White models and voiceovers in British accents were once ubiquitous in Nigerian adverts. Not any more.
As part of a “policy of developing local talent”, the country’s advertising regulator has announced a complete ban on the use of foreign models and voiceover artists from October.
The ban will cover all non-Nigerians and will put paid to the numbers of western, white actors who have appeared regularly on the country’s television adverts.
Even before the ban was announced companies had to pay a 100,000-Naira (about $240) tariff for every foreign model used in an advert, making Nigeria one of the world’s most uncompromising environments on media representation.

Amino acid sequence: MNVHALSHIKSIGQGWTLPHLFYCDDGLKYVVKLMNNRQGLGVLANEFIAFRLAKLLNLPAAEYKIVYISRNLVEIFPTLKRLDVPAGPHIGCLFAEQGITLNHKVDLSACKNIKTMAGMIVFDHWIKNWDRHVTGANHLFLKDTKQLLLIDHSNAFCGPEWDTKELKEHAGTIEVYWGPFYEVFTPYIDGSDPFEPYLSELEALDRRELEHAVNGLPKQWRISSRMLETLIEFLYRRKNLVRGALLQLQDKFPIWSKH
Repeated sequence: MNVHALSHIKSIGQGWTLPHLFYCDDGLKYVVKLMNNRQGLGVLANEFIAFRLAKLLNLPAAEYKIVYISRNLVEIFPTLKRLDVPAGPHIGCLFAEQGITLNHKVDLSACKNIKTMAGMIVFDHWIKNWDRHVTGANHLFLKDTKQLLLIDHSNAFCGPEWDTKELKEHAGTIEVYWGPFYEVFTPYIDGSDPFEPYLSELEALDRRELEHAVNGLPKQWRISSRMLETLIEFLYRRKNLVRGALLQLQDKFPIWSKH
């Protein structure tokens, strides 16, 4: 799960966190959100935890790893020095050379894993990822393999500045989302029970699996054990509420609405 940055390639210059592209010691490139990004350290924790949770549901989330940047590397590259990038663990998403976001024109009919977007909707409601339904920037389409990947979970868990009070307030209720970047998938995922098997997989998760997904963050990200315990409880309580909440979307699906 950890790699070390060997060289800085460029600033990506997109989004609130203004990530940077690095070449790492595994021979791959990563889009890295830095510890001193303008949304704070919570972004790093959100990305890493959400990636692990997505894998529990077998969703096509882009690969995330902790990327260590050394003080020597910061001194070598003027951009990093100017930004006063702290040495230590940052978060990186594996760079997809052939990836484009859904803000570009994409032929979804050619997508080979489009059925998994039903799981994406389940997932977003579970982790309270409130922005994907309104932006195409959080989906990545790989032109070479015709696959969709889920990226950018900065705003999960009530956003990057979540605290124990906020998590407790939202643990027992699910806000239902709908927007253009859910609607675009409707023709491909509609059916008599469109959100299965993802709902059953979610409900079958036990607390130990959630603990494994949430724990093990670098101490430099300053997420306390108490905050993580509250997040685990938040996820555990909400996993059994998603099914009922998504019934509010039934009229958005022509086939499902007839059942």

Steve Babaeko, president of the Association of Advertising Agencies of Nigeria, told The Times: “Ten to twenty years ago if you checked the commercials, I would say they were almost 50/50 in terms of foreign faces and all the voiceovers were British accents.”
Nigerian brands would use foreigners, while multinationals such as Coca-Cola and LG would simply distribute their global campaigns, full of white models, in Nigeria.
Indicating a shift in strategy by international brands, the British agency AMV BBDO recently shot Guinness’s present African campaign, “Black Shines Brightest”, in Lagos, using a Nigerian director and local models.
Babaeko said: “I think the law is just catching up with national sentiment. As long as maybe eight years ago you would notice some kind of renaissance in Nigeria.” He said there was a “new sense of pride emerging” among young Nigerians, which meant there was “backlash” when projects were obviously shot abroad or with foreign models.
“People will tell you, ‘There are about 200 million of us. Are you telling me you could not find indigenous models for this commercial?’” he said.